1.5 Summary

In this first chapter, we hope we've challenged you with some new ideas about security vulnerabilities. We particularly hope that you may now consider that the blame for security vulnerabilities belongs, to some degree, to all of us who buy and use the seriously flawed programs available today.

This point of view does not minimize or try to mitigate the responsibility of software producers for security quality. They should be held to the highest standards and hung out to dry if they fail. But it does in fact "take two to tango," and customers (particularly, the U.S. government, the biggest software customer, so far as we know, in the world) bear some responsibility to demand secure software.

Those among us who produce software, of course, have a special responsibility and a unique opportunity to improve matters. Our discipline has not reached the state of understanding and sound practice exemplified by those bridge builders shown on the cover of this book, but the folks driving their virtual vehicles over our structures rely on us nevertheless to keep them safe.

In Chapter 2, we'll exhibit the most important architectural principles and engineering concepts you can employ to make your software as secure as possible. In that chapter, we'll try to pass along some distilled security wisdom from the generation of coders that built the Internet.


  • Have you ever written a program section with a security hole? Really? How do you know? And, if you are sure you haven't, why haven't you?

  • Do programmers writing code today know more about security than programmers writing code 30 years ago?

  • If you accept the principle of writing code that is "just secure enough" for your own applications, do you think it is socially responsible for software vendors to do the same?

  • Visualize one of your favorite programs. What is it? Are you seeing a series of lines on a computer screen or piece of paper? Or is the "program" the series of machine-language instructions? Is it perhaps the algorithm or heuristic, or maybe the very input-to-output transformations that do the useful work? Now consider: in which of these various forms do most vulnerabilities appear? Also, will the same bug-fighting techniques succeed in all of these instantiations?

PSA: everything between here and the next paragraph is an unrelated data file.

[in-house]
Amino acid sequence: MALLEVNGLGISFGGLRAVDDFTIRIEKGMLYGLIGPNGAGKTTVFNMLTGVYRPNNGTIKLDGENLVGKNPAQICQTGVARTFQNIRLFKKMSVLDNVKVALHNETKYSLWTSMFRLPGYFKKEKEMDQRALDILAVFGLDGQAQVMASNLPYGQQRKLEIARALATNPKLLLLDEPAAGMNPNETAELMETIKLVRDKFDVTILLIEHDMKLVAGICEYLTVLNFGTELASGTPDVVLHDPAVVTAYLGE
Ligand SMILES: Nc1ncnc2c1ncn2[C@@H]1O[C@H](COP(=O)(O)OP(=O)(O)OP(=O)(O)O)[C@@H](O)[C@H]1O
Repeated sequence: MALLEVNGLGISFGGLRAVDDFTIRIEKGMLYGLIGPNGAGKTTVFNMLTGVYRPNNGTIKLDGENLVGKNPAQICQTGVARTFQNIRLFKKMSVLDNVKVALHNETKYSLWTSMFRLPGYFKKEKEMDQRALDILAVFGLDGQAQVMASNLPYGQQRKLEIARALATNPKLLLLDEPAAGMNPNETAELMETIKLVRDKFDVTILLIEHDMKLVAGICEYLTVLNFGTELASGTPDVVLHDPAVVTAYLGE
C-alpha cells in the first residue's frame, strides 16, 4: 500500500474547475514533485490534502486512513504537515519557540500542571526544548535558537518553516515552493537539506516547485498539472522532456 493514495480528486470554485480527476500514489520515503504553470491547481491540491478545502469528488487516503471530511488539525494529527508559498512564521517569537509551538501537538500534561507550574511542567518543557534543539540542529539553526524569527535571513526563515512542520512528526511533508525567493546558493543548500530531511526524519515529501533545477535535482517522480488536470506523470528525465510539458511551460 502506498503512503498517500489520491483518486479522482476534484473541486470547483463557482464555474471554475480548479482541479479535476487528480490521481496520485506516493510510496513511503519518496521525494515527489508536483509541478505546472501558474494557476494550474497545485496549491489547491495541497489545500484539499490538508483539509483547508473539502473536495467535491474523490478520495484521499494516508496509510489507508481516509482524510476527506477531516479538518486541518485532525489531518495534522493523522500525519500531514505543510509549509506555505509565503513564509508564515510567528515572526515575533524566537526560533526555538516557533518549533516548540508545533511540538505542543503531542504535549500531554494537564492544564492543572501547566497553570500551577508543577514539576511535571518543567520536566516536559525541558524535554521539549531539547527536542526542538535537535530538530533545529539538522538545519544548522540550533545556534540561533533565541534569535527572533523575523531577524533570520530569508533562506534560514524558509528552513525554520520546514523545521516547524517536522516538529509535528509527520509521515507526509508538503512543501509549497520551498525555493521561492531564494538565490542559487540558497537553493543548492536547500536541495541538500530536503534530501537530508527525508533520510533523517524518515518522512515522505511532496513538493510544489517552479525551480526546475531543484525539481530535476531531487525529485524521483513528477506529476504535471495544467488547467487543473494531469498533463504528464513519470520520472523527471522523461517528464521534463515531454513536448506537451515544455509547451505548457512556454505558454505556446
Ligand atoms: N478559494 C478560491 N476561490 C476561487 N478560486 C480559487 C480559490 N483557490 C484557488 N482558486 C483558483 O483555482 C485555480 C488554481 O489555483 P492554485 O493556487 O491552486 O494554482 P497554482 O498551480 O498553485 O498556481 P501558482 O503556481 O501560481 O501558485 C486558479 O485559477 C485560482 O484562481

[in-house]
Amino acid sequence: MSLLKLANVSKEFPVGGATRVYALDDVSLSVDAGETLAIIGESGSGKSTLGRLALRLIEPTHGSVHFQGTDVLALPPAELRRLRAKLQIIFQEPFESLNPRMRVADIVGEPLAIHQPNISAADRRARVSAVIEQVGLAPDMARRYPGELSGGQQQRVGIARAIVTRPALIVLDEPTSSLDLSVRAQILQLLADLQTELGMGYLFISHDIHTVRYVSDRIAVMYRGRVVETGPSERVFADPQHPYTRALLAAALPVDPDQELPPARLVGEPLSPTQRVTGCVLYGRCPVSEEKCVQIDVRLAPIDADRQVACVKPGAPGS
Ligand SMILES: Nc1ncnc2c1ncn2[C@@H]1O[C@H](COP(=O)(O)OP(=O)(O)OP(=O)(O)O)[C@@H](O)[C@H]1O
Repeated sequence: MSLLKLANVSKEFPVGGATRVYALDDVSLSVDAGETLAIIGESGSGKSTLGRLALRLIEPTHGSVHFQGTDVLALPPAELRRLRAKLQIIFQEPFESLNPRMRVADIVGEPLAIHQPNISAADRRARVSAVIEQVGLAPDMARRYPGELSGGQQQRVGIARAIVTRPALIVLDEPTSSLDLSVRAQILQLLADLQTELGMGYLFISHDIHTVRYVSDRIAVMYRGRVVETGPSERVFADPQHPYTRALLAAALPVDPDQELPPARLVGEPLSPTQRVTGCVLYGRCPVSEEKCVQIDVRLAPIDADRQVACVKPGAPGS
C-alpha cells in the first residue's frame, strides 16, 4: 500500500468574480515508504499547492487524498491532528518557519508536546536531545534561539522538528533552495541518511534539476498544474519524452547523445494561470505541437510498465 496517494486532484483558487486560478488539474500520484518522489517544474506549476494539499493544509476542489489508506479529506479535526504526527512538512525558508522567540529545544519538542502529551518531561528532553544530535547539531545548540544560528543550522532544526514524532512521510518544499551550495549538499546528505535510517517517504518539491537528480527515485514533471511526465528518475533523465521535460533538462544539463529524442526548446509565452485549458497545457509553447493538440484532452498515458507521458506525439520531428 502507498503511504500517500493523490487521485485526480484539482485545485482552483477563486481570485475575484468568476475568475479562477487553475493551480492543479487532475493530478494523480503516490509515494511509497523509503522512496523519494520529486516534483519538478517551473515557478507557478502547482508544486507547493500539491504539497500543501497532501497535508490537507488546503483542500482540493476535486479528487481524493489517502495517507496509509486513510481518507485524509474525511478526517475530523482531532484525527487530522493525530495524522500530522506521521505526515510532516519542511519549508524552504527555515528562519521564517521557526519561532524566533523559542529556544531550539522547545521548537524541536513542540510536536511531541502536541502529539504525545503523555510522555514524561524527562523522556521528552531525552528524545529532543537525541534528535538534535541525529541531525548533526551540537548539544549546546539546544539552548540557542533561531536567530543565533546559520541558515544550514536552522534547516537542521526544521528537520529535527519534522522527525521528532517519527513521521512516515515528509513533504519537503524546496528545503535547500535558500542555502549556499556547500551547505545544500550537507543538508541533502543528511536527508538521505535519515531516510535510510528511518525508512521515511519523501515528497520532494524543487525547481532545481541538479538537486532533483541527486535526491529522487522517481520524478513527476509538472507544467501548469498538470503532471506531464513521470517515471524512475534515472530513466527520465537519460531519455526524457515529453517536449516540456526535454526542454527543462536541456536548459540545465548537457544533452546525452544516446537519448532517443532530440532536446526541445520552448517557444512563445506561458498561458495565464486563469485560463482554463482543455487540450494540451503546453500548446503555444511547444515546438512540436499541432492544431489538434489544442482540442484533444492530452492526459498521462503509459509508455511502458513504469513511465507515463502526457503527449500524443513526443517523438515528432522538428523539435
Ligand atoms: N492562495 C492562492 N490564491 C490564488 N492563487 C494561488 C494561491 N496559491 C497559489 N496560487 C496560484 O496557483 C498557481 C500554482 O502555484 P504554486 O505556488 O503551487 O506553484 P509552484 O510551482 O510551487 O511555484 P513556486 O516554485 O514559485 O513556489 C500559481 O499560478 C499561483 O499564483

• Which are more dangerous: cars without seat belts or Internet-capable programs with bad security? If the former, for how long will that be true? Is that within the lifetime of software you are working on, or will work on some day?

  • Suppose you were responsible for the security of a web server. Which would make you feel safer: keeping the server in a room around the corner from your office or keeping it in another office building (also owned by your company) around the world? Why? Would it make a difference if you "knew"?had physically met?one or more workers in that remote building?

  • Are the people you know more trustworthy than those you don't?

  • Are you and your friends better engineers than we are?

  • What are you doing to make the software you use more secure?

  • Can you think of a safe way for software vendors to ensure that their customers install security patches? Should the process be automated? Should vendors be launching patch-installation worms that exploit a vulnerability in order to install a fix for it?

  • Should software vendors be shielded from product liability?